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Old May 23rd, 2019, 01:44 PM
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Originally Posted by RandyS View Post
Back in the day (I'm talkin waaaaaay back), whenever I needed to work on the front control arms on my 66, before starting I would secure the springs in the compressed position. To do that, I would take 2 wire coat hangers, cut them open, then run one on each side of the spring, over the top most part and bottom most coil of the springs that I could get to. Twist the ends together, and turn a few times with a pair of pliers to take out the slack. Never had a failure of the coat hangers, and I could then easily remove and reinstall the springs. Be sure you have the control arms reattached to the ball joints before releasing the tension on the coat hangers....... (ask me how I know......LOL)
Holy tension Batman! You're crazy, dude. Or, at least, you used to be. But weren't we all? At least I feel better about my method now, lol.

So yes, I'm alive. Not injured. The spring is compressed on the frame pocket and the jack has been removed. BUT, BUT, the LCA is stuck to the bottom of the spring. I'm gonna' spray it down with PB Blaster but am I going to have to pry the spring out of the control arm?


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Old May 23rd, 2019, 01:49 PM
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And no, the scissor jack isn't really doing anything. The passenger side ball joints have been broken loose but the spindle is still in place. The scissor is just an added measure.
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Old May 23rd, 2019, 01:52 PM
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Holy unsafe Batman! What's up with that scissors jack? I hope that's not all you're using for support.. yikes!
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Old May 23rd, 2019, 02:30 PM
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Originally Posted by 72455 View Post
Holy unsafe Batman! What's up with that scissors jack? I hope that's not all you're using for support.. yikes!
Lol, no. Read the above post.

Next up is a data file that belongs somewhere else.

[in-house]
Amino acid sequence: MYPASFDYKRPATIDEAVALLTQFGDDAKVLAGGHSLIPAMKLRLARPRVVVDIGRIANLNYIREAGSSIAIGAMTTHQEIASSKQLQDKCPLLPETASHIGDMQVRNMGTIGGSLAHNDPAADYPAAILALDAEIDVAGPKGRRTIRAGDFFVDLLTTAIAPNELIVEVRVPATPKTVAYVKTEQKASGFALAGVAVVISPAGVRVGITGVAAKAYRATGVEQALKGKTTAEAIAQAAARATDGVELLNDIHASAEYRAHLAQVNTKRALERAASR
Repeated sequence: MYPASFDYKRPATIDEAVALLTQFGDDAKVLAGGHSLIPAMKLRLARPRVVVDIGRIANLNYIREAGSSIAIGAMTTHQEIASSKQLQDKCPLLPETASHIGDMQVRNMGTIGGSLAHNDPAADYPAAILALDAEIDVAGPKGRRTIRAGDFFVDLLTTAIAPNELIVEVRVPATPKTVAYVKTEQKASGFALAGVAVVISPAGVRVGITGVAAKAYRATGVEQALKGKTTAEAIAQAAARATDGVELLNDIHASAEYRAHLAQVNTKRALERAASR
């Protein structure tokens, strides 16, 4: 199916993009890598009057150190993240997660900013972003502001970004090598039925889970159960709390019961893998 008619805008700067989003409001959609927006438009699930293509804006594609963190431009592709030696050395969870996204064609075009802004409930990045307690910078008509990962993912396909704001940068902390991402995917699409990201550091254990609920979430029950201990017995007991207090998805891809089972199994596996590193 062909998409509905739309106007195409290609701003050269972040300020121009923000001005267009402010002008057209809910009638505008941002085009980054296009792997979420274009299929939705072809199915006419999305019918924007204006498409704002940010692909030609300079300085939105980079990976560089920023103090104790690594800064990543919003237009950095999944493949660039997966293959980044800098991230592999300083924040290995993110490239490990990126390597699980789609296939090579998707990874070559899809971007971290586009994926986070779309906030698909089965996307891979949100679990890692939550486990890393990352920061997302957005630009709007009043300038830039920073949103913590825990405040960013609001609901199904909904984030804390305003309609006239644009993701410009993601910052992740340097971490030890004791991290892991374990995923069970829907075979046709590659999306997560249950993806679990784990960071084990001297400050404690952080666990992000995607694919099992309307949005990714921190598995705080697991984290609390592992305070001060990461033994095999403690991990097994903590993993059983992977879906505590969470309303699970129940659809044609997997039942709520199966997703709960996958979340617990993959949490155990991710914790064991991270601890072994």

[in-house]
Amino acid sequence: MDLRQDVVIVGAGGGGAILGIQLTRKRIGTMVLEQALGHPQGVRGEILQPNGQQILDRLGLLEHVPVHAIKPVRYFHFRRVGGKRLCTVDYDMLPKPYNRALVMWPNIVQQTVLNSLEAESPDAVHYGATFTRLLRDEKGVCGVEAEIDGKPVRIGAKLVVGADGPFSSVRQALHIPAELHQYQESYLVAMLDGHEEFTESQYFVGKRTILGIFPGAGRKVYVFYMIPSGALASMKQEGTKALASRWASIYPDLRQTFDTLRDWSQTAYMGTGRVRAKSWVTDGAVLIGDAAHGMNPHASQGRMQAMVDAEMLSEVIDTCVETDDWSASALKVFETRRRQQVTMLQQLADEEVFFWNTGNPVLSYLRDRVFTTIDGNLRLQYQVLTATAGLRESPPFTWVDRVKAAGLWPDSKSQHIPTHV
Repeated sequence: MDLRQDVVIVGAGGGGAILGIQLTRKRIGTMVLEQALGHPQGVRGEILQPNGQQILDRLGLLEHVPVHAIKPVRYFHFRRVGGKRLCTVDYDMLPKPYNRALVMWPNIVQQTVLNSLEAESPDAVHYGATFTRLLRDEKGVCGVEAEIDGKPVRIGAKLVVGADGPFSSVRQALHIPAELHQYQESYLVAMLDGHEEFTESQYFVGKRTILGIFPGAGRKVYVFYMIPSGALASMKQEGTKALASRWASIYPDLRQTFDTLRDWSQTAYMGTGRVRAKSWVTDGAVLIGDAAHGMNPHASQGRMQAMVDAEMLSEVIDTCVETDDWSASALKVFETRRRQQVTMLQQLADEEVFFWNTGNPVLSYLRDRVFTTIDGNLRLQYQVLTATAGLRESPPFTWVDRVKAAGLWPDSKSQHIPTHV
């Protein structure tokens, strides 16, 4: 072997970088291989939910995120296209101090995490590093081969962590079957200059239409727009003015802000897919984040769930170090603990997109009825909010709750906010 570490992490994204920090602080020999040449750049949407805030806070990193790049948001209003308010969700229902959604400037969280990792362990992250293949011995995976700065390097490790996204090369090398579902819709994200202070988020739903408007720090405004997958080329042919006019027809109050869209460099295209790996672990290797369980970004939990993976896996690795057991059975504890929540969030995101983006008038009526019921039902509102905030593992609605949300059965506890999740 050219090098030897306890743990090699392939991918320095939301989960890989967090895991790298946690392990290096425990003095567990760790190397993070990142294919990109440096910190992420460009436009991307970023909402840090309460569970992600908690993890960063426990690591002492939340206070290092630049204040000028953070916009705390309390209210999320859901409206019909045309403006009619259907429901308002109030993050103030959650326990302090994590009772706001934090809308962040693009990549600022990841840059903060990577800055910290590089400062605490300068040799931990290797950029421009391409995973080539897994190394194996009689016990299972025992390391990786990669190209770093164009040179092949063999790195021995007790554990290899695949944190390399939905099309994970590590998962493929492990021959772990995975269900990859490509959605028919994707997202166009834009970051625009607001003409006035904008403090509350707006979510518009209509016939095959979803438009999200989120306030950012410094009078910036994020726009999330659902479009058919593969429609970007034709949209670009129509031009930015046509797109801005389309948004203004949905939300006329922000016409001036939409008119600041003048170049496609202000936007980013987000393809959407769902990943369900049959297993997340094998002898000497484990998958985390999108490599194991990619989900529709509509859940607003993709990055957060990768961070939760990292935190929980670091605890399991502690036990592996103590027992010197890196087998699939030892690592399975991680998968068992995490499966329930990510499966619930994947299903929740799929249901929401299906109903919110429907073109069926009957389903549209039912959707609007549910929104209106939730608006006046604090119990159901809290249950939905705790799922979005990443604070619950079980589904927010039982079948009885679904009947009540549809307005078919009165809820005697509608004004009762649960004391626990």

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Old May 23rd, 2019, 02:43 PM
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Lol...we must have been posting at the same time😀
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Old May 23rd, 2019, 04:23 PM
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Originally Posted by 72455 View Post
Lol...we must have been posting at the same time��
Lol, yeah. I try to be as safe as I can when I work. Mostly because I've learned I probably won't die, just get maimed. Which is why this is so upsetting; I thought the spring was stuck to the control arm but it wasn't. It was stuck IN the control arm. When I tapped the control arm down, this happened...



The compressor jaws must have slipped out of place at some point. Near the end of compressing I wasn't watching placement, just how much they were wrapped around the coil. Am I boned? I feel pretty boned. The compressor is definitely not long enough to unload the spring completely before I run out of room.
The only solution I can think of is to compress the spring even more and try to pry it back into the control arm and then jack the arm up, relieving the compressor so it can be re-positioned. I'm really starting to hate suspension work.
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Old May 23rd, 2019, 04:28 PM
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Just let the arm down slowly and take out the spring.
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Old May 23rd, 2019, 04:34 PM